The sentencing memorandum from the U.S. government reflects the vindictive posture of US prosecutors, particularly since he pled guilty.
When the United States government had drone whistleblower Daniel Hale arrested and the judge revoked his bail, they deprived him of the ability to tie up loose ends and prepare for incarceration before his sentencing in July.
It meant Hale could not say goodbye to friends or family with one final meal before going off to federal prison. It meant he could not appropriately coordinate with his roommates to store his belongings. It meant he could not arrange a proper home for his cat, Leila.
But what happened to Hale is part of a stark trend in the government’s war on national security whistleblowers that has intensified over the past decade, especially against lower-level employees or contractors.
Hale pled guilty on March 31 to one charge of violating the Espionage Act, when he provided documents to Intercept co-founder Jeremy Scahill and anonymously wrote a chapter in Scahill’s book, The Assassination Complex: Inside the Government’s Secret Drone Warfare Program. He was taken into custody and sent to the William G. Truesdale Detention Center in Alexandria, Virginia, on April 28.
A therapist from pretrial and probation services, who was assigned to Hale, violated patient confidentiality and shared details about what he allegedly said during a session.
“Daniel was called into the probation office for what he thought was a routine check-in,” recalled Jesselyn Radack, the head of the Whistleblower and Source Protection Program (WHISPeR) at ExposeFacts who has publicly represented Hale. “Instead, he was arrested on a pretrial services warrant because they were worried about his mental health.”
“It’s no secret that Daniel was struggling with anxiety, depression, and post-traumatic stress disorder as a result of his involvement in the drone program,” Radack added. “Daniel felt that the therapist sold him out as being at risk of self-harm.”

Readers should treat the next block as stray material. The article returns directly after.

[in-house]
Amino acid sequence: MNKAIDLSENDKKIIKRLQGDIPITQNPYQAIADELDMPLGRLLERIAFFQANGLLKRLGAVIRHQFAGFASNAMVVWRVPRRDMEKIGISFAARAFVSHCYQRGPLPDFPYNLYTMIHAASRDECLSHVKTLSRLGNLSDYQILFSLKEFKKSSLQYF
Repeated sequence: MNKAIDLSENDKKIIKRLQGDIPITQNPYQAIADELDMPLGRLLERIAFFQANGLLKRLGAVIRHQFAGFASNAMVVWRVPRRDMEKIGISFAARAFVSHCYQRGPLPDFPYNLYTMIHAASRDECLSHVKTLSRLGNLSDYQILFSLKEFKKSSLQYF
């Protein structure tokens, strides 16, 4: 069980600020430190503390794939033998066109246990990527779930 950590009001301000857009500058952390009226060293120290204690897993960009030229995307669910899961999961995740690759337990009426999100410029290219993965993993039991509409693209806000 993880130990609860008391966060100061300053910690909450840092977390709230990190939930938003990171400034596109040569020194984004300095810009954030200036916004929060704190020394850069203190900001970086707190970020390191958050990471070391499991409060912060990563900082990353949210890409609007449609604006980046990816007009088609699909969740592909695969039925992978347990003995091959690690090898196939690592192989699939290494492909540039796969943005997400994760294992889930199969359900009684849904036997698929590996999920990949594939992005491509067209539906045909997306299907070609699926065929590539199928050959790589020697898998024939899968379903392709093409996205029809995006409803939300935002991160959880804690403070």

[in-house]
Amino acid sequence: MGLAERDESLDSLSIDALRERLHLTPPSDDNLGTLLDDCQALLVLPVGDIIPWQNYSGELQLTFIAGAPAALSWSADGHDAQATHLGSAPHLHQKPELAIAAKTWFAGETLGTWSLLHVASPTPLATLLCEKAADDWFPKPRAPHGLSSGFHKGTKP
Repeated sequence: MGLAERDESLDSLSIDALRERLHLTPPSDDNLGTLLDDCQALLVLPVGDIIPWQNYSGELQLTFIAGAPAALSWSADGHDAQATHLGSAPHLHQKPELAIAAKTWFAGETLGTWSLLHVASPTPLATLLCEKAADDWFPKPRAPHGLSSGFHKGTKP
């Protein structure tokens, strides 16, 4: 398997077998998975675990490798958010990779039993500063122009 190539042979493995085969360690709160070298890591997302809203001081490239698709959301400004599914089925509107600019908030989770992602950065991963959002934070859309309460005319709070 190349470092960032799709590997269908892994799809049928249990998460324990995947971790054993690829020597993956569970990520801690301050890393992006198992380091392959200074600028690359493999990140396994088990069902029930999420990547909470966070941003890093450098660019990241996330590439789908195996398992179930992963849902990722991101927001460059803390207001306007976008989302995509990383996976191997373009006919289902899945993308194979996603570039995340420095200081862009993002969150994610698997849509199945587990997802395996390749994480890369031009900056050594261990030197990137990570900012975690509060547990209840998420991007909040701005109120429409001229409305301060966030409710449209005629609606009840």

The therapist reportedly backed away from the interpretation of Hale’s confession during therapy, which helped the government secure an arrest warrant. They are no longer seeing Hale. However, Hale remains in detention.
The Therapist's Betrayal
Thomas Drake is an NSA whistleblower who was prosecuted under the Espionage Act during President Barack Obama’s administration and ultimately pled guilty to a separate misdemeanor. He called what the therapist did a “betrayal.”
“I know what the government tried with me, especially if you’re saying anything of any kind,” Drake shared. (According to Drake, the government tried to “seed rumors” about depression and his potential for self-harm to aid their case.)
Drake declared, “You can imagine, if you’re the government, wanting to know what is being shared in confidence with a therapist.”
Imagine that you’re honest enough to admit you’re suffering, honest enough to admit you have PTSD, and honest enough to admit you thought certain things that were not positive thoughts, Drake added. “And then you get turned in.”
Drake maintained Hale was not anywhere near self-harm. “I can tell you that right now. I am still in communication with him because I’m on a list of people he can call.”
Drone whistleblower Lisa Ling reacted similarly. “Being betrayed by a mental health practitioner and the carceral system not only puts Daniel’s future health at risk, but it happened at a time when there are 17 veteran suicides a day.”
“Daniel is nowhere near harming himself or anyone else, and that makes what happened completely unconscionable,” Ling added.
Hale’s roommate, Bob, said detention made it “really difficult to create a plan to support someone who is going to be incarcerated for a long time. And that’s what the government has done is made it more difficult for this individual to maintain his connections to the outside.”
'A Cheap Shot' By The U.S. Government
On April 29, Hale was brought before a magistrate judge. Radack said, “The public defenders, Daniel, and I all figured he’d be confined for a few days until he could get in front of Judge Liam O’Grady,” who is presiding over his case in the U.S. District Court of the Eastern District of Virginia.
O’Grady overlooked concerns related to what could happen to Hale in detention as a result of his mental health, despite past incidents of self-harm and suicide attempts at the jail. He was put in isolation to satisfy COVID protocol, but Radack indicated Hale was vaccinated. He is now in general population.